by Sara Ryan
Alongside clean water, clean air plays an essential role towards living a long and healthy life. The Air Quality index (AQI) refers to the amount of pollution, created by both human and natural causes, present within a region’s air. The AQI allows for local health officials to predict what associated health issues may affect a certain region by focusing on the air concentrations of five major pollutants:
- Ground-level ozone (secondary pollutants formed by the action of sunlight on primary pollutants, e.g. nitrogen oxides from vehicle emissions and volatile organic compounds from solvents).
- Particle pollution (also known as particulate matter, e.g. suspended dust)
- Carbon monoxide
- Sulphur dioxide
- Nitrogen dioxide
Of these five pollutants, ground level ozone and particle pollution currently pose the greatest threats to human health. Using AQI counts, the map above by Air Plumes Lab highlights the differing air quality levels around the globe. As of 2023, Zurich, Switzerland boasts the cleanest global air quality. In contrast, Dammam, Saudi Arabia on average hosts the worst air quality in the world. Although air quality levels do shift regularly due to moving air currents and atmospheric processes, the Sahara, Middle East and Central Asia consistently report unsatisfactory air quality.
In the case of the Sahara, poor air quality is almost inevitable due to high levels of dust in the region. According to a 2019 study, dust inhalation may have been responsible for well over a quarter of a million deaths in Saharan Africa. As for the Middle East and Central Asia, extremely high population densities in countries such as Pakistan, India, and China mean cities in particular produce a colossal amount of airborne pollution(e.g. soot). To make matters worse, many countries in these regions are classified as developing, making the shift to more eco-friendly processes and manufacturing models is often more difficult to reach.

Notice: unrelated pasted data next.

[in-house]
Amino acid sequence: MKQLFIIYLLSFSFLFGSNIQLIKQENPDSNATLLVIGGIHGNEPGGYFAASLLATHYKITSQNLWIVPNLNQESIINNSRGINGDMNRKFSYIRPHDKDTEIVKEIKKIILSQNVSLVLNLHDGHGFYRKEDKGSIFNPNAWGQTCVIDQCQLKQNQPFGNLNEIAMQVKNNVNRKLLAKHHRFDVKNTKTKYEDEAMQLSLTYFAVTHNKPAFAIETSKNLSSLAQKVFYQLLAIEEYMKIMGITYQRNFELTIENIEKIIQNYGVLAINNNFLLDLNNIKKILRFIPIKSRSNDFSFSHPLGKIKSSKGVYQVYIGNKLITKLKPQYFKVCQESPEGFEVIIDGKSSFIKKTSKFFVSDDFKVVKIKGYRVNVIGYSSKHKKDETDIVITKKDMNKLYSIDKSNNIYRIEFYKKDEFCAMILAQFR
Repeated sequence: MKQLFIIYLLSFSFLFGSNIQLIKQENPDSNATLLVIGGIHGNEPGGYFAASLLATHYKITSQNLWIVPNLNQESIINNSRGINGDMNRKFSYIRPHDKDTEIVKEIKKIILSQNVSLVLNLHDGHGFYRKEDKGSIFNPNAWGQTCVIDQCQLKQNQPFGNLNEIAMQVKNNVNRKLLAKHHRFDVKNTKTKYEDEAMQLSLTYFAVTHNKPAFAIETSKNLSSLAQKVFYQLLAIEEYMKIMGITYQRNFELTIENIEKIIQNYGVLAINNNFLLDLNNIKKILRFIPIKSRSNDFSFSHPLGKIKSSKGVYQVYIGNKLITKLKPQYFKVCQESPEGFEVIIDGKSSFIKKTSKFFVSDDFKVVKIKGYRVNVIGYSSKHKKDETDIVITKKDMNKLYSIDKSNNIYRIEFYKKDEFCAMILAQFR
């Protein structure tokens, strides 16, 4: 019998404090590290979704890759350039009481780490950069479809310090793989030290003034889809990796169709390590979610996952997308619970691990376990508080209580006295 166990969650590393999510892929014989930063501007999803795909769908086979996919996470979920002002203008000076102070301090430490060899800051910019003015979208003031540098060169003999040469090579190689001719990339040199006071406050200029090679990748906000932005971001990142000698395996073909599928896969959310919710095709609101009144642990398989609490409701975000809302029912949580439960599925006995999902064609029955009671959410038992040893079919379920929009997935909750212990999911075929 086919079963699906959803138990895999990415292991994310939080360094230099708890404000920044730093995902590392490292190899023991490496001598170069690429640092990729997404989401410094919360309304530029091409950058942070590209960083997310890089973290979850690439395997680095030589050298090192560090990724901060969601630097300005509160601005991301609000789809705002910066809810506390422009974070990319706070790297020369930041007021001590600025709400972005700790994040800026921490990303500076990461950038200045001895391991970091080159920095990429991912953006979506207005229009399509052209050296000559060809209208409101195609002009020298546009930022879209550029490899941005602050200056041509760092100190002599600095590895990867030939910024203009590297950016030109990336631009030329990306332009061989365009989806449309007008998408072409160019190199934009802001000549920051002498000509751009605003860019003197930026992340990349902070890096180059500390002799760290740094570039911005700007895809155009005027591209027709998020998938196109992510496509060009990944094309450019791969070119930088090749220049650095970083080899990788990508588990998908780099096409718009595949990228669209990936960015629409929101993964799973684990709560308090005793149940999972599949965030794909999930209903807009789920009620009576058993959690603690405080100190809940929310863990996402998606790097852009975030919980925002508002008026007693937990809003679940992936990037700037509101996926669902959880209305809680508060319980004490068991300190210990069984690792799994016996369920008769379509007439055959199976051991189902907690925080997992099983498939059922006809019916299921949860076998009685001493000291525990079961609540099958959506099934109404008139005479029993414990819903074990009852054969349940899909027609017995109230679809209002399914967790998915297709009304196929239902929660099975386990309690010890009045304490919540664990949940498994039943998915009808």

The deceptive nature of the location of air pollutants has allowed for many places around the globe, including Europe, to appear as low-level air polluters. Wind circulation patterns disperse European air pollution around the globe. Due to the decreased air circulation in the atmosphere above Central Asia in the winter months, these harmful suspended particles often accumulate, forming an urban smog.
Infants, adults over the age of 65, and people with lung diseases such as asthma are most vulnerable to the effects of poor air quality. A 2020 study reported over 1,200 premature deaths per year in people under the age of 18 occur in Europe due to poor air quality.
The most basic solution to reduce air pollution is to move away from fossil fuels, and replace them with alternative, cleaner energy sources such as solar, wind, and geothermal. Efforts to make the switch to green energy have already been felt. Since 2001, there has been a 37% decrease in the average concentration of fine particle pollution across the US. However, recent wildfires across Canada have highlighted how the battle for clean air is far from over.